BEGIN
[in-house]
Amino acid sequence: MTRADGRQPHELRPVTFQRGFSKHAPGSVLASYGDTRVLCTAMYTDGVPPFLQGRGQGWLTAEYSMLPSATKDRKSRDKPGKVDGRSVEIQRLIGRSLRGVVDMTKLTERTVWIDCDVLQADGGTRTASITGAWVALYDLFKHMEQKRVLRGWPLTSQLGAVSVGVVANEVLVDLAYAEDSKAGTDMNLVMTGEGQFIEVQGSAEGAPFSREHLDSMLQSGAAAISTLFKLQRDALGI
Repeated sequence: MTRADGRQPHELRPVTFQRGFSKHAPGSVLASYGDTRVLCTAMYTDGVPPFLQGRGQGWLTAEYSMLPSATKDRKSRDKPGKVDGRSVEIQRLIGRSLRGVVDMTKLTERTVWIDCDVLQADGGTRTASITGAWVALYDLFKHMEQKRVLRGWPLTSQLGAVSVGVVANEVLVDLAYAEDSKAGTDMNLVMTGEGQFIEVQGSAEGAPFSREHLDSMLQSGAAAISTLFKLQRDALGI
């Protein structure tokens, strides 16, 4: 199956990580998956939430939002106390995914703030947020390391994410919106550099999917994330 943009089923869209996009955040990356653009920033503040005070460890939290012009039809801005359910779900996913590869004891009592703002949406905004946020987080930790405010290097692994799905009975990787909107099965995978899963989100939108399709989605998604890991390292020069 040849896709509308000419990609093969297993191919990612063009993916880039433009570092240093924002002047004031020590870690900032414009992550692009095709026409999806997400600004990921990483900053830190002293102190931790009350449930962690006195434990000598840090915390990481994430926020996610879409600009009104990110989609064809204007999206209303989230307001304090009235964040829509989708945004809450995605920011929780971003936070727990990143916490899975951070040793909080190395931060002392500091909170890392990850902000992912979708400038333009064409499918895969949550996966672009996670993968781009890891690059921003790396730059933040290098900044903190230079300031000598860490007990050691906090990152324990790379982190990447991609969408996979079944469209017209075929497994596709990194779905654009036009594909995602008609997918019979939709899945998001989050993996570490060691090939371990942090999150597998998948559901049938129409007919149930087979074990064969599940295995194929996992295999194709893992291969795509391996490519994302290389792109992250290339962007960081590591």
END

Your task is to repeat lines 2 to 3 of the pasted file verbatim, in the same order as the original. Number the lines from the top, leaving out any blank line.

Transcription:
Amino acid sequence: MTRADGRQPHELRPVTFQRGFSKHAPGSVLASYGDTRVLCTAMYTDGVPPFLQGRGQGWLTAEYSMLPSATKDRKSRDKPGKVDGRSVEIQRLIGRSLRGVVDMTKLTERTVWIDCDVLQADGGTRTASITGAWVALYDLFKHMEQKRVLRGWPLTSQLGAVSVGVVANEVLVDLAYAEDSKAGTDMNLVMTGEGQFIEVQGSAEGAPFSREHLDSMLQSGAAAISTLFKLQRDALGI
Repeated sequence: MTRADGRQPHELRPVTFQRGFSKHAPGSVLASYGDTRVLCTAMYTDGVPPFLQGRGQGWLTAEYSMLPSATKDRKSRDKPGKVDGRSVEIQRLIGRSLRGVVDMTKLTERTVWIDCDVLQADGGTRTASITGAWVALYDLFKHMEQKRVLRGWPLTSQLGAVSVGVVANEVLVDLAYAEDSKAGTDMNLVMTGEGQFIEVQGSAEGAPFSREHLDSMLQSGAAAISTLFKLQRDALGI